Take-up of mortgage assistance for distressed homeowners: The role of geographic accessibility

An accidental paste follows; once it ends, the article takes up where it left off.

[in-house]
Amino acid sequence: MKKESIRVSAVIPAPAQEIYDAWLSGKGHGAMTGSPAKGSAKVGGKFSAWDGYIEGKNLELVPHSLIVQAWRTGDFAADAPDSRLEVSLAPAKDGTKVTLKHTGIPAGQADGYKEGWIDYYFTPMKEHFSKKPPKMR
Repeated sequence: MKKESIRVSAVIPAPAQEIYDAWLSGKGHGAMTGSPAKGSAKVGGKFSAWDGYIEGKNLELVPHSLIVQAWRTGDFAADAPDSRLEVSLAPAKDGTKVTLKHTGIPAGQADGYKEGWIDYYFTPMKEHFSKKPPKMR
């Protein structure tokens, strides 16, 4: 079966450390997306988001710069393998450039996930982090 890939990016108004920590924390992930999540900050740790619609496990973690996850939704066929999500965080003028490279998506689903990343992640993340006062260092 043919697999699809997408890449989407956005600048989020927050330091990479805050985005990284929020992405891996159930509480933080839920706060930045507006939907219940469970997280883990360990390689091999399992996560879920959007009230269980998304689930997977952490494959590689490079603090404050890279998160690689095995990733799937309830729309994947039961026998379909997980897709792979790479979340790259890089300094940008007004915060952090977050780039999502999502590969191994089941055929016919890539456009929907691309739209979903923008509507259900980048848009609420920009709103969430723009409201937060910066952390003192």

Program participation is a necessary but not sufficient condition for the success of housing policies such as mortgage assistance for distressed homeowners. Low rates of take-up of available assistance among eligible homeowners have hampered the potential success of programs such as the U.S. Treasury’s Hardest Hit Fund initiative. This paper investigates the effect of accessibility and related transaction costs, measured in terms of geographic access to application intake agencies, on the likelihood of application completion for homeowners who begin the assistance application process. Using data from a large-scale mortgage assistance program in Ohio, the work is motivated by the observation that a surprisingly small percentage of eligible homeowners who register for assistance submit a completed application. Consistent with the literature on access and transaction costs, we find that proximity to intake agencies increases the probability of application submission in a small, but significant, way. The results suggest that further emphasis should be given to the interactions at the front lines of mortgage assistance programs.
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